The problem of North Korea confounds America today as much as it did 60 years ago. A rogue regime holds sway over a population of 23 million that is poised for war and intensely skeptical of the "Yankee" puppet government to the south. Negotiations, ongoing for decades, have come to seem hopelessly fruitless. The world has watched helplessly as the Democratic People's Republic of Korea (DPRK) has perpetuated diplomatic misdirection, disingenuous bargaining, and nuclear brinkmanship. Meanwhile, the Republic of Korea (ROK) has continued to reap the full financial and military benefits of the Miracle on the Han River—a phrase used to describe the astonishing export-fueled economic progress throughout the 1980s and 1990s. In recognition of the South's progress, the United States and South Korea are poised to deliver a debilitating strategic communications message to North Korea. On April 17, 2012, wartime command of ROK military forces is set to be transferred from the U.S. military to the South Korean government, ending 60 years of American control.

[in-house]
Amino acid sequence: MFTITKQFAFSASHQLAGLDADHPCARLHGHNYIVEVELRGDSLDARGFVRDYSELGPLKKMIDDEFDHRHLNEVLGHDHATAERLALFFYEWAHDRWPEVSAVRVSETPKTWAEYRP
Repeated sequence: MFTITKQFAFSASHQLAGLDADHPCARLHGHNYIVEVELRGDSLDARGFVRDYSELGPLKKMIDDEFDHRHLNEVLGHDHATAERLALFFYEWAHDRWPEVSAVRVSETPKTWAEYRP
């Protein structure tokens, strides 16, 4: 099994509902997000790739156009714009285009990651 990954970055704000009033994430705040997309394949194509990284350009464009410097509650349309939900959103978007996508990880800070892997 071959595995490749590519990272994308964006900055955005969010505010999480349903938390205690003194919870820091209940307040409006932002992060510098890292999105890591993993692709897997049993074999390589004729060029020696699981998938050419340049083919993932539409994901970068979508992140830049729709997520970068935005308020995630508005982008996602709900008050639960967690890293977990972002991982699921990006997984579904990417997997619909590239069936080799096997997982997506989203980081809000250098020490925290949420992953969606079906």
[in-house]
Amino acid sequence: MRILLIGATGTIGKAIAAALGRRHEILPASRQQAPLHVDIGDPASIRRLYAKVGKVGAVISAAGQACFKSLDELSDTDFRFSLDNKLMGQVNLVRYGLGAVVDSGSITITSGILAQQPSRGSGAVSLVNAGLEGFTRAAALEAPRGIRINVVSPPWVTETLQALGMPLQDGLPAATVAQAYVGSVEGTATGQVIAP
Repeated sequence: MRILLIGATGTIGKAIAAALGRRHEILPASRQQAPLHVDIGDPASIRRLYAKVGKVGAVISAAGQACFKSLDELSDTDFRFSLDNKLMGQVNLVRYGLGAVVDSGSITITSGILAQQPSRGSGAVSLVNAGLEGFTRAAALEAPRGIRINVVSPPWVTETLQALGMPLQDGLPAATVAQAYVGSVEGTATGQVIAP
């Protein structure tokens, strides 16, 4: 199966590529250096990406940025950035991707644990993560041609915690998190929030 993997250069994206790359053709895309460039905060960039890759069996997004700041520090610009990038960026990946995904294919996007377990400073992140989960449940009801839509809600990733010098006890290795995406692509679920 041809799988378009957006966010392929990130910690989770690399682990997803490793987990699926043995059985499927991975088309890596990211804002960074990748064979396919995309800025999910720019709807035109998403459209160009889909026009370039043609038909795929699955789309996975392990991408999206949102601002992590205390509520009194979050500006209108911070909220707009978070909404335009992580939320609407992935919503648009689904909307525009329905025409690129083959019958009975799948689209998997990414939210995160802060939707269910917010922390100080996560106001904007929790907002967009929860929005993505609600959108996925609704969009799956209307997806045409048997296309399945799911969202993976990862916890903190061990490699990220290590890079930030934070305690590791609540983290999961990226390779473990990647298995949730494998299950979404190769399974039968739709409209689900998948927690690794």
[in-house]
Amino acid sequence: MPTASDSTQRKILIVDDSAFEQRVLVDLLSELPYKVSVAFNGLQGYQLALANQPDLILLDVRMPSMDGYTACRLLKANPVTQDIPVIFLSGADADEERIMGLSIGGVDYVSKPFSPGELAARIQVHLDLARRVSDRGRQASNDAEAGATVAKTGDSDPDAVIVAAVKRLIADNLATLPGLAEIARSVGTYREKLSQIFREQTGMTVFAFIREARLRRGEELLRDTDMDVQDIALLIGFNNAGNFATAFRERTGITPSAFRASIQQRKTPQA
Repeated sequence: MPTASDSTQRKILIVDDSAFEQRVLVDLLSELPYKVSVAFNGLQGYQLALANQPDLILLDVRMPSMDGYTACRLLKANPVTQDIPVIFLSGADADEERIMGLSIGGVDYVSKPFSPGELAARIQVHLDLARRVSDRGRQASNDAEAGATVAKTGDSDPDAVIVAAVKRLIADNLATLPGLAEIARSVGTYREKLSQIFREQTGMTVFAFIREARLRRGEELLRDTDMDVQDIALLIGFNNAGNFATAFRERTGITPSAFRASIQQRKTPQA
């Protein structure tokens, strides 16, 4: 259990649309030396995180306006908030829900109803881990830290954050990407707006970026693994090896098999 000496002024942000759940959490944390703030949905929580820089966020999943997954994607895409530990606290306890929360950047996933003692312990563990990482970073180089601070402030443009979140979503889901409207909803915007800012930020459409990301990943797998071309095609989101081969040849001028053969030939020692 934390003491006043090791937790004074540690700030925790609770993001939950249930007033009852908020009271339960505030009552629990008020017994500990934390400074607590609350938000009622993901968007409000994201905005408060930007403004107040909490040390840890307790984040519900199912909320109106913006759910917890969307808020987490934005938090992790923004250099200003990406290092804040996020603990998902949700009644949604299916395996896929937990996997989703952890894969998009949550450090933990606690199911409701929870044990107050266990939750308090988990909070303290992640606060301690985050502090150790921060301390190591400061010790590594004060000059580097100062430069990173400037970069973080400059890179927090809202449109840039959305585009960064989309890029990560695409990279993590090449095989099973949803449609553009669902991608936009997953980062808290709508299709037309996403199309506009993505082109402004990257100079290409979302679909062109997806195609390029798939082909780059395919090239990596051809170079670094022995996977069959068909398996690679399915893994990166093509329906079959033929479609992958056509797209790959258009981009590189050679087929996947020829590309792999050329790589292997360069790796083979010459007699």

Yet recent statements have put this project in serious jeopardy. Since last year, a number of influential retired ROK generals have questioned the wisdom of such a move. These objections have been followed by recent statements coming from senior ROK government officials, claiming that the transfer is occurring at the "worst possible time."1 Various American academics and policy advisors have recently joined the chorus of protestations.2 The strongest arguments against operational control (OPCON) transition revolve around the lack of readiness within the ROK military command structure. Critics suggest that the most logical and prudent move is to delay. However, the reason for this recommendation is based almost entirely on subjective judgments about the ability to defend against North Korean attack. Who better to make that assessment than the current Allied Force Commander, General Walter Sharp? Recent statements by General Sharp have directly refuted these critics. He has stated that OPCON transition "will not lead to a reduction of [U.S.] forces or weaken the U.S. commitment to provide reinforcement to the Korean Peninsula."3 In his expert opinion, OPCON transition can occur as planned without any degradation in American military capabilities.